Levy on intermediate group power

Associations and groups that are substantial enough to fulfill needs for belonging and meaning, powerful enough to check the power of the state or to organize democratic life, or institutionally complete enough to offer authoritative norm-generation for their members, are also substantial, powerful, and authoritative enough to potentially threaten the freedom of their members.  That is, it is not just an unfortunate accident that groups come with features that, from a liberal perspective, are both good and bad.

The point is partly an intergenerational one.  Recall from the previous chapter the idea that inequalities of outcomes in one generation becomes inequalities of opportunity in the next and its analog: free associations in one generation become inherited ways of life in the next.  This is a necessary truth; children are born into particular times and places and social worlds that have been shaped by the choices their parents have made. This does not simply mean that the parents were free and the children were not; it was also true of the parents that they were born into particular times and places and social worlds.  If the parents had some freedom to reshape their worlds in partially original ways, to join or form groups into which they were not born, then the children also have some such freedom.  But there could be a narrowing over time; parents can join groups or adopt ways of life that leave their children with fewer choices than they themselves had.

But the point is only partly intergenerational.  It is, more simply, a point about power, even within one generation.  Robert Michels taught us that ‘who says organization, says oligarchy’.  That could suffice as a statement of the problem, but I propose to instead frame it as: whoever says authority, says power – and whoever says organization, says authority.

Jacob Levy, Rationalism, Pluralism and Freedom, p. 71

Alinsky on doubt, compromise, and the letter of the law

I detest and fear dogma.  I know that all revolutions must have ideologies to spur them on.  That in the heat of conflict these ideologies tend to be smelted into rigid dogmas claiming exclusive possession of the truth, and the keys to paradise, is tragic.  Dogma is the enemy of human freedom. Dogma must be watched for and apprehended at every turn and twist of the revolutionary movement. The human spirit glows from that small inner light of doubt whether we are right, while those who believe with complete certainty that they possess the right are dark inside and darken the world outside with cruelty, pain, and injustice.  Those who enshrine the poor of Have-Nots are as guilty as other dogmatists and just as dangerous.  To diminish the danger that ideology will deteriorate into dogma, and to protect the free, open, questing, and creative mind of man, as well as to allow for change, no ideology should be more specific than that of America’s founding fathers: ‘For the general welfare’.  (p. 4)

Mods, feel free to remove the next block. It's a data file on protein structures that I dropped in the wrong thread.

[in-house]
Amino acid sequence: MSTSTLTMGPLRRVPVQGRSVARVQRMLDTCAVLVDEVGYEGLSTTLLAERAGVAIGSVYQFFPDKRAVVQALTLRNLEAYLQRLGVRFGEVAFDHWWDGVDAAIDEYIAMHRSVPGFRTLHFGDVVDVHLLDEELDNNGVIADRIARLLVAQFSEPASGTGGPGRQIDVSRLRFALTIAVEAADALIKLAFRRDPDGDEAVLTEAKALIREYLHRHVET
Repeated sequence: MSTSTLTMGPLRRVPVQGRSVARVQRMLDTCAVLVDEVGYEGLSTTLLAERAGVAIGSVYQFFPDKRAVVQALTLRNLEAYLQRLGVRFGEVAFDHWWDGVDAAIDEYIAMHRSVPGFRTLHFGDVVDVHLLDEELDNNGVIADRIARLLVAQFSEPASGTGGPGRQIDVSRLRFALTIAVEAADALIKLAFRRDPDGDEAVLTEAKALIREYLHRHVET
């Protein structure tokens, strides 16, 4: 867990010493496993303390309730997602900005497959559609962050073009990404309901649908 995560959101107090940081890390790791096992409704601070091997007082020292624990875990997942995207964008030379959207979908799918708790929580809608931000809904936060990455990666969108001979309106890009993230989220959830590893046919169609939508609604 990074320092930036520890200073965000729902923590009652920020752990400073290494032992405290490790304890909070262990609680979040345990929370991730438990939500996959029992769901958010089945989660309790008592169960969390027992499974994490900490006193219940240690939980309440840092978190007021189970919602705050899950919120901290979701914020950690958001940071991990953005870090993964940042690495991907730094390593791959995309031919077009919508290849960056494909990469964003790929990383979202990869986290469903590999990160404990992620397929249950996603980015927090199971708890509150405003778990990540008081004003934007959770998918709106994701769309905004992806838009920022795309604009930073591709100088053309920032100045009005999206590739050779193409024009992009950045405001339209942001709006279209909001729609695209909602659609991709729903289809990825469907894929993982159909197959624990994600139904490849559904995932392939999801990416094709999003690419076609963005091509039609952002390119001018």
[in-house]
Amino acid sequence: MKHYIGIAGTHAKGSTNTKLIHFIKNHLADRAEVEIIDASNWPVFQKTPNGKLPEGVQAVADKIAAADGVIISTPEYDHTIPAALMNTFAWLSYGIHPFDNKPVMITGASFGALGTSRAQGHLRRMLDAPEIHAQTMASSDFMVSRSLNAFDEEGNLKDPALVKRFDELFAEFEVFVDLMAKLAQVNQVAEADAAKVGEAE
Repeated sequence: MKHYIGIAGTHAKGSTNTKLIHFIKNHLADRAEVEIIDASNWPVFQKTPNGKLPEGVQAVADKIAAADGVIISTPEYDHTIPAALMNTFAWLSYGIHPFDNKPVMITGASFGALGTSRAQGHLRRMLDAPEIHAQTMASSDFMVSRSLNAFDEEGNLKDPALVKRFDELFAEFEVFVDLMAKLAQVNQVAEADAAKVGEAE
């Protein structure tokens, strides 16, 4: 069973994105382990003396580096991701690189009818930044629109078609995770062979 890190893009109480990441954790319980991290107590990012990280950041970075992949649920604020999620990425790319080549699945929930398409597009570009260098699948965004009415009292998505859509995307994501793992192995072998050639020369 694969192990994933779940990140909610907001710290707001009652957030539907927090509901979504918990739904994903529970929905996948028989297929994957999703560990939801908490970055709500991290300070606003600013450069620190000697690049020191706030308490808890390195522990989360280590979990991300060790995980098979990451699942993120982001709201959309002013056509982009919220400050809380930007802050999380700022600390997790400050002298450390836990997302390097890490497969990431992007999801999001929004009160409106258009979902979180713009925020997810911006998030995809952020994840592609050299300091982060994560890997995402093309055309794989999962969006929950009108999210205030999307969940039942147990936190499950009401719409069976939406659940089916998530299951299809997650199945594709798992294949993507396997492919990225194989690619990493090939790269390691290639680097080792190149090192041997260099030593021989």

A free and open society is an on-going conflict, interrupted periodically by compromises – when then become the start for the continuation of conflict, compromise, and on ad infinitum.  Control of power is based on compromise in our Congress and among the executive, legislative, and judicial branches. A society devoid of compromise is totalitarian. If I had to define a free and open society in one word, the word would be ‘compromise’.  (p. 59)

 

No organization, including organized religion, can live up to the letter of its own book.  You can club them to death with their ‘book’ of rules and regulations. That is what the great revolutionary, Paul of Tarsus, knew when he wrote to the Corinthians: “Who also hath made us able ministers of the New Testament; not of the letter, but of the spirit; for the letter killeth.”  (p. 152)

All quotes taken from Rules for Radicals.

A flight out sideways

This is a short and subtle piece by Diana Senechal about sexual harassment claims and our response to them.  I by and large agree with it, but I like it mostly for the poem (or, well, stanza of a poem) it introduced me to, Robert Frost’s The Wood Pile:

A small bird flew before me. He was careful
To put a tree between us when he lighted,
And say no word to tell me who he was
Who was so foolish as to think what he thought.
He thought that I was after him for a feather—
The white one in his tail; like one who takes
Everything said as personal to himself.
One flight out sideways would have undeceived him.